Academic libraries are massive institutions which serve thousands of students and faculty and manage enormous quantities of data. Teams of dedicated staff are required to keep all the wheels turning, and a great deal of research goes into adapting practices to best serve the changing needs of those searching for information. We’ve gone through research from this year’s Charleston Library Conference to once again bring you the most important issues librarians around the world are working on.
Eliminating books from a collection may seem like sacrilege to those dedicated to their preservation, but it is indeed a difficult decision librarians must make to provide room for new acquisitions. But instead of making the choice on which books to keep or toss unilaterally or relying on data alone to guide them, Santa Clara University took a different approach. By coordinating in-depth feedback sessions with faculty members and reviewing titles that had seen no circulation in the past 15 years, the library was able to save 10% of volumes deemed valuable enough to retain that would have otherwise been weeded out. Libraries serve an enormous community of researchers, so it is important to continuously take into account their needs.
At Morressier, we’re no strangers to the challenges of taking traditionally printed materials into the digital age. Librarians at Yale University face similar hurdles when managing their archives. When moving newspaper microfilm to a digital environment, librarians have to weigh the features most useful to retain the context of the original source and thus replicate the experience of working with historical documents. They found in their study that features like disambiguation of results and more thorough call numbers would be helpful for researchers working with archival materials. Again, the key to the challenge is finding what works best for researchers and obtaining valuable feedback.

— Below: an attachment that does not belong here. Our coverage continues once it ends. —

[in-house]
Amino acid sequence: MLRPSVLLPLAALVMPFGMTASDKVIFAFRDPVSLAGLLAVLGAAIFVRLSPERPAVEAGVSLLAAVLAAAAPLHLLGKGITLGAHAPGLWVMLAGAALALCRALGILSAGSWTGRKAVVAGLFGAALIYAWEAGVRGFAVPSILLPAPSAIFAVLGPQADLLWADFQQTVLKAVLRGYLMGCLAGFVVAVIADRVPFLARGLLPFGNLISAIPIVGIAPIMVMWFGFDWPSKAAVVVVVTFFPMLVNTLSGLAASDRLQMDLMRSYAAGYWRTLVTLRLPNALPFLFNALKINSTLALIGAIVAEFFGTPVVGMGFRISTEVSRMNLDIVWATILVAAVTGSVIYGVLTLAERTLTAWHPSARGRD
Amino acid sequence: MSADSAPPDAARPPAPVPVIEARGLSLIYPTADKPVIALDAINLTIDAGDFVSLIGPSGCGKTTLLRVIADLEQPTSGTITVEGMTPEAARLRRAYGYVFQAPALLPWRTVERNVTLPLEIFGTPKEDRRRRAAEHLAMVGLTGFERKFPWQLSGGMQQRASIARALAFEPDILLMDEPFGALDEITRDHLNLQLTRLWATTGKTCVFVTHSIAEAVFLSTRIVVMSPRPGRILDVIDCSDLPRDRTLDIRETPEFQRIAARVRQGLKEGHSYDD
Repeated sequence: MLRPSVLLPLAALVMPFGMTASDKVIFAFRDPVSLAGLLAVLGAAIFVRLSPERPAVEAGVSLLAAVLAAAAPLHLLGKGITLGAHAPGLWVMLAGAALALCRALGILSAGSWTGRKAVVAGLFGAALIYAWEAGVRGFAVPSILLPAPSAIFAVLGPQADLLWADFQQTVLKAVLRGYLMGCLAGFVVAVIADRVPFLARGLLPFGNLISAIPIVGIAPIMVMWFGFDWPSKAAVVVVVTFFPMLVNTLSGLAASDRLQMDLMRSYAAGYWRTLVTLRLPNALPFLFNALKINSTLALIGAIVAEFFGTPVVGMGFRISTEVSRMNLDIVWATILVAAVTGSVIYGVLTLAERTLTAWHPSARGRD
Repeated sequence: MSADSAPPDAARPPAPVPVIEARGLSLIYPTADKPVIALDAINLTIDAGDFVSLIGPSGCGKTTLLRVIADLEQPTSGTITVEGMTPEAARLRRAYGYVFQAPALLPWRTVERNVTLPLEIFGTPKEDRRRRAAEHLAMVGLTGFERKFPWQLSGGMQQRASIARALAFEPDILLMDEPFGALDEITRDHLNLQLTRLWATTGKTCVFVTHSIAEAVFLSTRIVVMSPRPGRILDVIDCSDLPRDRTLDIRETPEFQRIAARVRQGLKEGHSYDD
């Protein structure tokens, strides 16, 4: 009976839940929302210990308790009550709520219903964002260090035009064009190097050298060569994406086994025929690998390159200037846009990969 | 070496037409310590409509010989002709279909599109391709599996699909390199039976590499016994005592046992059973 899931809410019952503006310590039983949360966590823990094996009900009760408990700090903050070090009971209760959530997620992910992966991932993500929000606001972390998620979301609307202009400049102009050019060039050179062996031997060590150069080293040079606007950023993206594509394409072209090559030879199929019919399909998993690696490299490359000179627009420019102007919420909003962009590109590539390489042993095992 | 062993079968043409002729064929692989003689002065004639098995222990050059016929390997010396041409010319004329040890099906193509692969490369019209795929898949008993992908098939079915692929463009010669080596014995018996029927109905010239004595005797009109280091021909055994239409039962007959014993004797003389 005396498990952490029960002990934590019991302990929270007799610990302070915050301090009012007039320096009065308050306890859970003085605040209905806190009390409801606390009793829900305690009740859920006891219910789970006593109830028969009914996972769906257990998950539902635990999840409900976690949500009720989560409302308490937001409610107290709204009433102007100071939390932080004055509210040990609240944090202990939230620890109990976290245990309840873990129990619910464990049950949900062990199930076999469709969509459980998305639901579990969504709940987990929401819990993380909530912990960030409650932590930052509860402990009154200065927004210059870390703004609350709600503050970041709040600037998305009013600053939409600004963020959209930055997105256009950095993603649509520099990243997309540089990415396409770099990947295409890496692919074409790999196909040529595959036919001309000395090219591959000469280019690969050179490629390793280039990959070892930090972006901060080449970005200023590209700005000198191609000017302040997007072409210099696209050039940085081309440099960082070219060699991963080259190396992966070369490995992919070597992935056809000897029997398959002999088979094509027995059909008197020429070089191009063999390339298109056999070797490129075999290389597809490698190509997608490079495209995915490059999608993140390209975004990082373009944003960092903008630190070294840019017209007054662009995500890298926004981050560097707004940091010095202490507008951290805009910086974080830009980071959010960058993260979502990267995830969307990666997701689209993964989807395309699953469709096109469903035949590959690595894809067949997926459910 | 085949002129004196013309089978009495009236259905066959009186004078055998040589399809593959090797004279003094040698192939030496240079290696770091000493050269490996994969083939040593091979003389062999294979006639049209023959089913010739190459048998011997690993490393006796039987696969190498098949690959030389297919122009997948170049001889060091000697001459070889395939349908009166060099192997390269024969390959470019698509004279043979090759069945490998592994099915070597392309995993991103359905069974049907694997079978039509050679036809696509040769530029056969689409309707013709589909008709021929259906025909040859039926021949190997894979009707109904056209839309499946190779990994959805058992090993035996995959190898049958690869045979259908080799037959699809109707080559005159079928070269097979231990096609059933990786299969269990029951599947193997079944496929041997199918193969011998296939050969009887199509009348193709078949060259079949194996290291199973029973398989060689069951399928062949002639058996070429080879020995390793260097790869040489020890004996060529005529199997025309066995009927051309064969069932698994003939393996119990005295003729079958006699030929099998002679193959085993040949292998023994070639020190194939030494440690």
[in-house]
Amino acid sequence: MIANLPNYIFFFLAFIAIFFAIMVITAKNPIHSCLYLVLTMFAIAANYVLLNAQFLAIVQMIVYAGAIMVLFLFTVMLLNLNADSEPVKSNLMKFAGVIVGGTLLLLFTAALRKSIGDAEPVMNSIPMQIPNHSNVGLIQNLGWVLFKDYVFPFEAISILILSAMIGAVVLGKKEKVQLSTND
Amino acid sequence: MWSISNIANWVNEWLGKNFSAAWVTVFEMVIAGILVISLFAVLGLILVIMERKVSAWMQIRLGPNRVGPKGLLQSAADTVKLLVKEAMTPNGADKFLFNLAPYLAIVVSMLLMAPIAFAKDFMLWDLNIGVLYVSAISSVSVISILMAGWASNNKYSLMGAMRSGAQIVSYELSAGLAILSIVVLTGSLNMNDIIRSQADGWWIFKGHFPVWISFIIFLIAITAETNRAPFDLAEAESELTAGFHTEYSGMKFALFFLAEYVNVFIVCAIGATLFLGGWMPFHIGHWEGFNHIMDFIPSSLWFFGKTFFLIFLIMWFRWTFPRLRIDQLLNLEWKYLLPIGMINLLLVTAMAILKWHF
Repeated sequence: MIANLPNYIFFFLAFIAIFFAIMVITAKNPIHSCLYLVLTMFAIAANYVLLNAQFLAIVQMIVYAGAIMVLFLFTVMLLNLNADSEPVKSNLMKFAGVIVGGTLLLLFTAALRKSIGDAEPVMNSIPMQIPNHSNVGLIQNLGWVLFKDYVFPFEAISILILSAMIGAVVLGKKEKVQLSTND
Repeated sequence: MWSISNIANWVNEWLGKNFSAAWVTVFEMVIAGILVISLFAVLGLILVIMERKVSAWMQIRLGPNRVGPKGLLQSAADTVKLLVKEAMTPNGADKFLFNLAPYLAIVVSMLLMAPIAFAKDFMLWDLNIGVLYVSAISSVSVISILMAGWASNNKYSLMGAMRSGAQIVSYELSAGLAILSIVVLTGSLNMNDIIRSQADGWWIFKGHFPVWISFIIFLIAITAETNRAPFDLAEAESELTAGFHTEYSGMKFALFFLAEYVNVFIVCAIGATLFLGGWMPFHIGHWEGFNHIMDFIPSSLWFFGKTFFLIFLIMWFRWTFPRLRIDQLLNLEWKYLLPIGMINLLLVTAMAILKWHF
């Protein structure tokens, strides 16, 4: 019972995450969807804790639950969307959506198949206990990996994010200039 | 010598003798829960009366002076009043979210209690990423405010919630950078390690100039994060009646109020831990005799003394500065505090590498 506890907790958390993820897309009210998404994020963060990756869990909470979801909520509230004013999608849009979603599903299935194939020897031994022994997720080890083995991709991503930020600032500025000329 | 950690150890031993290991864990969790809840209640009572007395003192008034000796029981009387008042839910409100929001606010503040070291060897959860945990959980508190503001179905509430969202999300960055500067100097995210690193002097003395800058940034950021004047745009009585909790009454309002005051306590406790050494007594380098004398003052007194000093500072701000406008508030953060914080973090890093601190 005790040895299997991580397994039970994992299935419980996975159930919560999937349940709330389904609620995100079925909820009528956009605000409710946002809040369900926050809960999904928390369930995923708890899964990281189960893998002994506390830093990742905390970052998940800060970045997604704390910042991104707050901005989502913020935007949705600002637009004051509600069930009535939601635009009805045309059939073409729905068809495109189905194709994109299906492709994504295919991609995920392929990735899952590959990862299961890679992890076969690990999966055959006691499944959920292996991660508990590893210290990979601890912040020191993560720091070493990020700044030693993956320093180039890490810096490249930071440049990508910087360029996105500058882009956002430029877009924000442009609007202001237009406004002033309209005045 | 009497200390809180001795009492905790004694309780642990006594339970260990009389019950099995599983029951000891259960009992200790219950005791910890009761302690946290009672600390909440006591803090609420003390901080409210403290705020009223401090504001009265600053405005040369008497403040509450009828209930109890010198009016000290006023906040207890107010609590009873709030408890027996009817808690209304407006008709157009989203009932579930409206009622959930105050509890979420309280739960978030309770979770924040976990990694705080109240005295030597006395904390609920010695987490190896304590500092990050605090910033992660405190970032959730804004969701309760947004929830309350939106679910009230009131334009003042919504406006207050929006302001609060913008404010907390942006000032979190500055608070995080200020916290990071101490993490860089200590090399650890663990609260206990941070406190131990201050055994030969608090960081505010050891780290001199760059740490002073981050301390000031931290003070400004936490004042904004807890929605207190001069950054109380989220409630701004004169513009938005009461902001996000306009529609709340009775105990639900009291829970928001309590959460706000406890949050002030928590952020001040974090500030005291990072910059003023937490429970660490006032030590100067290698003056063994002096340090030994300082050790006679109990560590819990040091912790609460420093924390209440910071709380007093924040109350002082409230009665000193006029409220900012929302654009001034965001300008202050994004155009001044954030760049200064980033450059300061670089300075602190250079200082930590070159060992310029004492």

Much like the previous trend, libraries are finding new ways to innovate online and modernize their websites. Over a two-year period, library management at Georgia Tech designed and implemented an overhaul of their online services. Through a few successful collaborations, the team created a more robust online platform with a mobile-friendly interface that brought them closer to their desire to make every service and resource visible to researchers. We agree that more can be done to bring research out into the open, which is why we fully endorse this trend for 2020.
Textbook fees for students can be astronomical, straining budgets and placing pressure on the affordability of education. Each time a new edition is issued, students are then forced to buy this title in lieu of a secondhand edition from previous years. To help solve this problem, university librarians have been working to expand their collections of e-books. E-resources come with the benefit of being accessible to multiple users at once and of course drastically reduce costs originating from printing. Librarians found that these strategies can result in nearly $1,000,000 in potential savings for students. Increasing access to science is a key driver to making breakthroughs happen.